Here's something the Pew Center on the States does not say in its new report on troubled state economies:
Michigan, once a world technological leader, will settle slowly into the ooze. We will become Mississippi with ice storms, or maybe Haiti without sugar cane.
A passage from the report:
Michigan is still the eighth-most populous state — but it has yet to come to terms with no longer being one of the most prosperous, said Donald Grimes, a senior research specialist at the University of Michigan and an expert on the Michigan economy. Michigan ranked 37th for per-capita income, with peers that include Georgia (38th) and Montana (39th).
"The state of Michigan will have to learn all the things that being a poor state means," Grimes said. When the federal Bureau of Economic Analysis releases finalized 2009 data, Grimes said, he expects Michigan to be among the 10 poorest states.
Two more daunting passages:
Economic forecasters for Moody's Economy.com said they do not expect Michigan to see another peak in its business cycle during their entire 30-year forecasting horizon.
Even if the state were to immediately begin growing at the rapid rate of the 1990s, it would be 2025 or 2030 before it replaced all the jobs it lost this decade.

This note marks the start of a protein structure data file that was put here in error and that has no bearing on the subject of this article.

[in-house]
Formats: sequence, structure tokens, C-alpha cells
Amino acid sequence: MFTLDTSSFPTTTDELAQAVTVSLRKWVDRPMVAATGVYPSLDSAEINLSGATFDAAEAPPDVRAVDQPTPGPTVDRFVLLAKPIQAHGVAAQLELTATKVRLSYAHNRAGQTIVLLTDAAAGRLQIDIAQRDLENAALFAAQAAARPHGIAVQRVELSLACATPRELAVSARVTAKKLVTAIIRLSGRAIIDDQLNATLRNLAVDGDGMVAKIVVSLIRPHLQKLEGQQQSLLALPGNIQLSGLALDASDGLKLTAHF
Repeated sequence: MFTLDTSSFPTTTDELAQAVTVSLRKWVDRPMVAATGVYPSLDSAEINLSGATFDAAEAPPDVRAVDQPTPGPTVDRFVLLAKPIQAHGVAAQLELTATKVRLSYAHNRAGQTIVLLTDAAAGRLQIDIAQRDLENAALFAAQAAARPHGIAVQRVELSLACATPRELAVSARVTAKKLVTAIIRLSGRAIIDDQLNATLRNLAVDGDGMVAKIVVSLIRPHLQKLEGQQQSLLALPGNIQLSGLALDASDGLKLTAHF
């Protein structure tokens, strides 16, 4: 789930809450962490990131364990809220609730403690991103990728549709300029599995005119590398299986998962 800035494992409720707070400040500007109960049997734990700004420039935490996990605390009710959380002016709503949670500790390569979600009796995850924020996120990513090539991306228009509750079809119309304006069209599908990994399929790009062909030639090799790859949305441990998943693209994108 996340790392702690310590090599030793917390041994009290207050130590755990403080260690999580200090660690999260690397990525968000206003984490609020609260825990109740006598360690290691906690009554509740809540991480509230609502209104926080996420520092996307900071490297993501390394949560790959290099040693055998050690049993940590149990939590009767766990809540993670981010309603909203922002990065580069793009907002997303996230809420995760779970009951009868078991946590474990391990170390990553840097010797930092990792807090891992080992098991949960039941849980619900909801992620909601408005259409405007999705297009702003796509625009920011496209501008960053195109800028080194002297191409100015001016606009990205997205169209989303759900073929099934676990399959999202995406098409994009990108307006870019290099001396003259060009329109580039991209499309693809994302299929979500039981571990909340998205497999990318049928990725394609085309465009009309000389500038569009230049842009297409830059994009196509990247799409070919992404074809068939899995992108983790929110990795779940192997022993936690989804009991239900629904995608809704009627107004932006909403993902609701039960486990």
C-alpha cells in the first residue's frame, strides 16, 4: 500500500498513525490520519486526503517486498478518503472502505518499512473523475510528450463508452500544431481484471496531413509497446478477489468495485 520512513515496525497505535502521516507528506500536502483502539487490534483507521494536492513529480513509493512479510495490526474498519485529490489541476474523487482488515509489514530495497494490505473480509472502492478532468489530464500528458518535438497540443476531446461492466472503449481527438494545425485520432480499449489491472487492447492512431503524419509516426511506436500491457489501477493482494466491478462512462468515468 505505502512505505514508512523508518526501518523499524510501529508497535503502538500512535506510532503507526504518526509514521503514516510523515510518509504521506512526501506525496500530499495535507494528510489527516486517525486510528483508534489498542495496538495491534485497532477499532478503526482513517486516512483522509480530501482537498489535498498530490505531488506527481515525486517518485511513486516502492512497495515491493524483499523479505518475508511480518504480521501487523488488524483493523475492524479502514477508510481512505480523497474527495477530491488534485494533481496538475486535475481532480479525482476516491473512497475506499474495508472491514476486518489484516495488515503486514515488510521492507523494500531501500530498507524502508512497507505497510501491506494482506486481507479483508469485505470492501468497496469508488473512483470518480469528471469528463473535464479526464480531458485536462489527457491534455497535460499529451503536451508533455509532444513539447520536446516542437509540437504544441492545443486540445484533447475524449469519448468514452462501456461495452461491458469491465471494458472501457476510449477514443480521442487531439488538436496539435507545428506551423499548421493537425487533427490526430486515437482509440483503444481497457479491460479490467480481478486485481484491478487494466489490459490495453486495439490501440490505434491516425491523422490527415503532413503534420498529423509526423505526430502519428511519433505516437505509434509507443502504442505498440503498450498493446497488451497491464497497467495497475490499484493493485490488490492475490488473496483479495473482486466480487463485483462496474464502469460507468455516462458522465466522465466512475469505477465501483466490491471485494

Read the rest at www.pewcenteronthestates.org. Then scream.
That Michigan is lumped with likewise fiscally challenged states is little solace. In addition to California, the others are: a cluster of California's neighbors (Arizona, Nevada and Oregon), one more Sun Belt state (Florida), two of Michigan's neighbors (Illinois and Wisconsin) and a Northeastern cluster (New Jersey and Rhode Island).
The score card — which included such factors as state revenue declines, budget gaps, unemployment and foreclosures — put a number of states close behind the 10 worst cases. Those included Colorado, Georgia, Kentucky, New York and Hawaii.
And, underscoring the nationwide troubles, the report said that only Montana and North Dakota avoided budget shortfalls in fiscal 2010.
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